Love it or hate it? iOS 7 is here!
Apple revealed the new iOS7 at their WWDC event on June 10, which created quite a discussion online. Apple’s transition from glossy icons and skeuomorphism to a simpler, minimalist approach and new features for the iOS7 UI has been met with both with praise and criticism.
While the move into a simpler, minimal design isn’t exactly new, as flat design is the trend in the world of web and interface design. Microsoft introduced their UI design – Metro in 2012 with the release of Windows 8 across their desktop and mobile platforms. Google, one of the biggest search engines on the web, has also undertaken a redesign of all their Google products following the minimalist, flat aesthetic. Check out Google Brand Guidelines.
Windows 8 Phone
Google Rebrand across their products
For Apple it’s a big change, it’s been six years since iOS 1 first came out and up until now there hasn’t been a major overhaul in it’s UI design. Apple has also gone for clarity, translucency, and depth with powerful new text layout tools and dynamic type that respect the design principles of iOS 7. The introduction of paralytics also enforces a sense of depth and hierarchy of content. You can either love it or hate it but one things for sure it’s here and do we really know what impact its going to have on the app market.
(Check out the iOS timeline here http://www.digitaltrends.com/mobile/ios-7-timeline-through-the-years/). It was time for a new change but not everyone is impressed.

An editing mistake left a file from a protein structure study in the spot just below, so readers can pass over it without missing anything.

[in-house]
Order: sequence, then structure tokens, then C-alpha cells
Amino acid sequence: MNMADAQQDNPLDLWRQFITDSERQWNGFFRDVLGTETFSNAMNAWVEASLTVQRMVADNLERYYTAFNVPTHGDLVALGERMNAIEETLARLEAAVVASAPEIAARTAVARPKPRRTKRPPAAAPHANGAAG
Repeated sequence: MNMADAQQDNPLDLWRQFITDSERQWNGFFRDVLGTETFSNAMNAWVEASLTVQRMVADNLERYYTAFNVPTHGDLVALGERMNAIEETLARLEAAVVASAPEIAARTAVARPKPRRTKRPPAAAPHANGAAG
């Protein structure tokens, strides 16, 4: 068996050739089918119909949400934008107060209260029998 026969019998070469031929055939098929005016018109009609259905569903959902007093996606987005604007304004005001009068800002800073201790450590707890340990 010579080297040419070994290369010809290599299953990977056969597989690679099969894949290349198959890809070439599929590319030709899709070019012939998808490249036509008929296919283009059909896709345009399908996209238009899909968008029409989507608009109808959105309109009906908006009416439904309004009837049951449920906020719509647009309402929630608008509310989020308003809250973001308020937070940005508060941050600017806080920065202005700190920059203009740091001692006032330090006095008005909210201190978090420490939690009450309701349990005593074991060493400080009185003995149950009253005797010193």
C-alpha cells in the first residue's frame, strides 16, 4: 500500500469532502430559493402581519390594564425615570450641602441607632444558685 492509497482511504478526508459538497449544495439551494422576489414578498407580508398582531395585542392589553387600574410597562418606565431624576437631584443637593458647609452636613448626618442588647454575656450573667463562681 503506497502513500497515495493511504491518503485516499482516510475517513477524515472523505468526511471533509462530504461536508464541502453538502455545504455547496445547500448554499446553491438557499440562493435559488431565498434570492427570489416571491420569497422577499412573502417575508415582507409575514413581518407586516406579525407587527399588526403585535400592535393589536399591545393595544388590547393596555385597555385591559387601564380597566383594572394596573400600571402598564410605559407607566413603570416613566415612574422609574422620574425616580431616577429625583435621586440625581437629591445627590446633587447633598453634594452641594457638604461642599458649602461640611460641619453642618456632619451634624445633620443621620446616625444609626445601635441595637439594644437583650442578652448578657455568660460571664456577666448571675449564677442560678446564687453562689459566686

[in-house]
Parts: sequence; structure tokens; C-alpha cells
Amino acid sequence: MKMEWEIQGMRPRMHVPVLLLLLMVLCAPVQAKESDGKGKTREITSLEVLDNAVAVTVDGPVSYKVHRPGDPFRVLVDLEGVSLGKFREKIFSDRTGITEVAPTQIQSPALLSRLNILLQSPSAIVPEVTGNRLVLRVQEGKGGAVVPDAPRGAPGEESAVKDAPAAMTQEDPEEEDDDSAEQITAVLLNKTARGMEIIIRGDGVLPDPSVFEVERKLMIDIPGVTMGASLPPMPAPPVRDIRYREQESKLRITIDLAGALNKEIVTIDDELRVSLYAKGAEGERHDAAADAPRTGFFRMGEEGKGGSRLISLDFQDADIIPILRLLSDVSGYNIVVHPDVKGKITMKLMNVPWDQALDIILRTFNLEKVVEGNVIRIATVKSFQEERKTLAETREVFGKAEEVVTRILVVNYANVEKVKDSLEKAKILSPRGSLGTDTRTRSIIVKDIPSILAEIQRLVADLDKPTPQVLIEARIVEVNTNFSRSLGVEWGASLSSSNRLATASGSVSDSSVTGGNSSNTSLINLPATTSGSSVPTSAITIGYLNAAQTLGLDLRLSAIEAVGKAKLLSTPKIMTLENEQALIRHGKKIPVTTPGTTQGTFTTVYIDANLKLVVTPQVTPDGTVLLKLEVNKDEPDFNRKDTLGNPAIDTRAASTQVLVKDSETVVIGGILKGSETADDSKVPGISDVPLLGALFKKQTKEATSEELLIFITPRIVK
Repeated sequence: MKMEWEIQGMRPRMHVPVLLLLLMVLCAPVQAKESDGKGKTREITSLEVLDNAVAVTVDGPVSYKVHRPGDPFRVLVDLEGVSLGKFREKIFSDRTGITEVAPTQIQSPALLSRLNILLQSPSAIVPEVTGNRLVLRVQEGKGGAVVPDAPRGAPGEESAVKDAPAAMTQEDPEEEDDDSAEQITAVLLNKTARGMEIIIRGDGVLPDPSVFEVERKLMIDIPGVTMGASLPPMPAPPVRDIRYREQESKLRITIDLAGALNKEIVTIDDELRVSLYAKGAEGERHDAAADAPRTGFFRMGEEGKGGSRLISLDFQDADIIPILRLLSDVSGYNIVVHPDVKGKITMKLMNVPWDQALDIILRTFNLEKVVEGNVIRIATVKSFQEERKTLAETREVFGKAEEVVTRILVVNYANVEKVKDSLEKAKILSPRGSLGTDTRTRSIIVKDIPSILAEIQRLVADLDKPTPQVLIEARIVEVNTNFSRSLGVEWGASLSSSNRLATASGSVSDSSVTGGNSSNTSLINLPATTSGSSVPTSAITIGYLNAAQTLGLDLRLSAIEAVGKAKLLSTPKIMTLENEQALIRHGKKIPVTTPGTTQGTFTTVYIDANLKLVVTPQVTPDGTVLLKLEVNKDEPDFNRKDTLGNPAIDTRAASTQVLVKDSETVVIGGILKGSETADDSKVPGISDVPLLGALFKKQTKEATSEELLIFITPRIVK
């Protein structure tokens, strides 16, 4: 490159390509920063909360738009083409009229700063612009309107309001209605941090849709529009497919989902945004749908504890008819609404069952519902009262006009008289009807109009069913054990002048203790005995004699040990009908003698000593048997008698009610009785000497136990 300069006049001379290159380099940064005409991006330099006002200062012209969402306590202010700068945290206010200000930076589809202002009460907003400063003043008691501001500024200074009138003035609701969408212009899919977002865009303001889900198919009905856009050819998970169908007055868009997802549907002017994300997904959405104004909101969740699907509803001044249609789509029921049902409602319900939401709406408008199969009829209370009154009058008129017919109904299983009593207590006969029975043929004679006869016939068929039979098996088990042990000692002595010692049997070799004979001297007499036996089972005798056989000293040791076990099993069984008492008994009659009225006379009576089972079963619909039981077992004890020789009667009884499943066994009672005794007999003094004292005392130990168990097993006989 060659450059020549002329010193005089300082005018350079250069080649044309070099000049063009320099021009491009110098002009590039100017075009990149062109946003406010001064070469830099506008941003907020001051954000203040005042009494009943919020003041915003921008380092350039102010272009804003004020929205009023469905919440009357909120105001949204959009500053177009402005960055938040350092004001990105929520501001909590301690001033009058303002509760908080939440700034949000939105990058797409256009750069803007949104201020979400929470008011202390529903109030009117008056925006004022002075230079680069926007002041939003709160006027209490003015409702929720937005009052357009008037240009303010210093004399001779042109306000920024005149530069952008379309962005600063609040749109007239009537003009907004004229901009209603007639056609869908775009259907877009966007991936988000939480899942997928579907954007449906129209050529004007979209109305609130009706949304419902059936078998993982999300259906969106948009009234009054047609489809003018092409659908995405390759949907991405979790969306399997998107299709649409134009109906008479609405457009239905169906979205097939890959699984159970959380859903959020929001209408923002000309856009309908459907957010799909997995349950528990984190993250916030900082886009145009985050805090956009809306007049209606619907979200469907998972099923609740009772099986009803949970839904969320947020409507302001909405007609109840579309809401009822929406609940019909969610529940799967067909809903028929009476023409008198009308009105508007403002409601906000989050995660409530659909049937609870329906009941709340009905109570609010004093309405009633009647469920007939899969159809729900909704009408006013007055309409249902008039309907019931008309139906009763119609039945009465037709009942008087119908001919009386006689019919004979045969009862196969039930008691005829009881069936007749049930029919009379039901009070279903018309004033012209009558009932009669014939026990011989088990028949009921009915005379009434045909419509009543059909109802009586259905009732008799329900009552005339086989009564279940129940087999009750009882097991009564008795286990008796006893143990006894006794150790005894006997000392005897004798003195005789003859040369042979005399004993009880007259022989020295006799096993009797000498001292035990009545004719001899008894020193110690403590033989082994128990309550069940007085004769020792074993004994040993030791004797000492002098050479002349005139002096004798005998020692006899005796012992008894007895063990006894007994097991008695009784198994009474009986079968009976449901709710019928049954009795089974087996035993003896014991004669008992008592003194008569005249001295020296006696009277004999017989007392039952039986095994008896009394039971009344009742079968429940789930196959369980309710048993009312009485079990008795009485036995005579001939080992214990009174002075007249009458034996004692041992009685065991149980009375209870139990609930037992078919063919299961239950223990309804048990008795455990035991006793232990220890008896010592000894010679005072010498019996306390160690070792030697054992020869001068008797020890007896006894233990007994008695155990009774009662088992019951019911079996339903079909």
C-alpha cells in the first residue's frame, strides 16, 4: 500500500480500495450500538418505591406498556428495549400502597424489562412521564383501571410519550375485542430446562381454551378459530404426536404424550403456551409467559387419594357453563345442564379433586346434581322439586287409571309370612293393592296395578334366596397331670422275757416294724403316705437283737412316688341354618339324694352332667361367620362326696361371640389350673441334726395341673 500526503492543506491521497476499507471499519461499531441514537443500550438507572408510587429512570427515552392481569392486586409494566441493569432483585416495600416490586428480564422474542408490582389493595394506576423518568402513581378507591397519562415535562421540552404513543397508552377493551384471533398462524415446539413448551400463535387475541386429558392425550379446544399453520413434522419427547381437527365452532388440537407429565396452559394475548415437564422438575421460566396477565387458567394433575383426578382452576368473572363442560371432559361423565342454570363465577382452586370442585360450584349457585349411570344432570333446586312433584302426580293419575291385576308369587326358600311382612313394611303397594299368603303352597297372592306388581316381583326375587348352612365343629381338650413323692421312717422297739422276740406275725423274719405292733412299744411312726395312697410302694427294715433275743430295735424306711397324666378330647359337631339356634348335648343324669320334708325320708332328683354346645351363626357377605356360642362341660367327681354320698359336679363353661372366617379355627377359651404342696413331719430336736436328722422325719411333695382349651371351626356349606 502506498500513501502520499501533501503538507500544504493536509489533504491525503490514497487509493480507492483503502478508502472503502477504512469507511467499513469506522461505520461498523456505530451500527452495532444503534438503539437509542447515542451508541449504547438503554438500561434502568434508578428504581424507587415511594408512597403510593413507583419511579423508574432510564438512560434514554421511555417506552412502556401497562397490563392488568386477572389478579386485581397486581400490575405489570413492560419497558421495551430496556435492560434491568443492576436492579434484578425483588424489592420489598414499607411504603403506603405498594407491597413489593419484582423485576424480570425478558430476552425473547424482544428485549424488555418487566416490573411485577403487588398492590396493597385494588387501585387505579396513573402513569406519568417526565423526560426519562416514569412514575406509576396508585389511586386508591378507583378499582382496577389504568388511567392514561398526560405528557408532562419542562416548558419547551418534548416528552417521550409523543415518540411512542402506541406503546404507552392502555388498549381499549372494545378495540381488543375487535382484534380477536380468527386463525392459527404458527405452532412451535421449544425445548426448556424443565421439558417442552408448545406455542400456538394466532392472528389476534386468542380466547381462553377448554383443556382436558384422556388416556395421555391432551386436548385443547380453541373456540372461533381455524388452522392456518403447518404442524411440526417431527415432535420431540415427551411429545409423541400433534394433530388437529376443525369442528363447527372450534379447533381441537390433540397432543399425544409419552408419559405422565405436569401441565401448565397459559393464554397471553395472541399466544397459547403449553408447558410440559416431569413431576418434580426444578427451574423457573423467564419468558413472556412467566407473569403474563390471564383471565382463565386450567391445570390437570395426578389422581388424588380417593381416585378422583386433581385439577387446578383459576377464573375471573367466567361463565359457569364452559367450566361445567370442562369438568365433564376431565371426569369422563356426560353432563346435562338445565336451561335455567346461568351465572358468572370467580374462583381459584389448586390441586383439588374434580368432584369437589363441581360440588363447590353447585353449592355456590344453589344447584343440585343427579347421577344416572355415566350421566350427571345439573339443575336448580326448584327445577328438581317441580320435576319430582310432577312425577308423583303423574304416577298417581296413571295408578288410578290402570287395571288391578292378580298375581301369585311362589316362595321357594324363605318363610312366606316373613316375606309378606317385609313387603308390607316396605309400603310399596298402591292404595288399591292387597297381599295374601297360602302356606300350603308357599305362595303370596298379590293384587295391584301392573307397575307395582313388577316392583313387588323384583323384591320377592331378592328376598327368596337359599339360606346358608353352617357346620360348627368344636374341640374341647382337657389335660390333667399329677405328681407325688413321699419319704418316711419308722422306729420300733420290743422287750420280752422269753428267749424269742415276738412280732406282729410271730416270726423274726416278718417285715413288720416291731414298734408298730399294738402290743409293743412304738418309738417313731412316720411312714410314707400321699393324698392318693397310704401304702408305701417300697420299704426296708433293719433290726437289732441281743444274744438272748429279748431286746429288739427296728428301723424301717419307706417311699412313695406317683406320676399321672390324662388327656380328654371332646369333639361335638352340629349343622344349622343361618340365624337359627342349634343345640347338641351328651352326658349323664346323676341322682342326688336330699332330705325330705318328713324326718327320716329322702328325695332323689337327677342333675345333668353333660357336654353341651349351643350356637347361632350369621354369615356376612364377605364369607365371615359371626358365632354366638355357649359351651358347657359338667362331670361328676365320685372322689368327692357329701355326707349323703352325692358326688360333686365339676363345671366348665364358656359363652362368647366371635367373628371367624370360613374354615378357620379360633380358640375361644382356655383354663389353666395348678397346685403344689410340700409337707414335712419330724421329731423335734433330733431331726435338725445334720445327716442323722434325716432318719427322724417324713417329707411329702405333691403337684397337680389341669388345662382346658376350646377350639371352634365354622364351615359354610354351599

The main criticisms iOS7 has received are that designs are inconsistent, look unfinished and the new UI functions are similar to other UI systems.
A lot of discussion has surrounded the home screen and the icon designs. Comments such as the colour palette feels very generic, childish, the icons look like they’re still in the design stage. There’s some inconsistent in the design of the icons with some icons utilising just flat colours, while others use gradients. Then there’s the Game Centre that use to feature a gaudy green casino-board design, has now been replaced with glossy floating spheres, which is quite odd since the high gloss look hasn’t been used anywhere else.
While the reveal of iOS7 hasn’t had the greatest reactions all round, it has however created dialogue amongst the design community. Designers are already producing their own concepts and redesigns of the iOS7 interface with design blogs across the web showcasing these designs; they’re definitely worth checking out. (http://designmodo.com/ios7-concepts/).
Moving forward into this new phase of iOS 7, we as specialist in the digital world need to be prepared for what’s to come. Not only are we having to consider retina graphics to non retina we need to consider a whole new look and feel from old to new apps. There will be a distinct difference in how things will look and function so as designs this will be a new and exciting time, pushing and exploring new boundaries. Our design team are already exploring and collaborating with our iOS team to refresh some of our current applications to make it look more ” iOS 7″.
It will be interesting to see how our favourite apps will evolve to suit iOS7, which was released last month.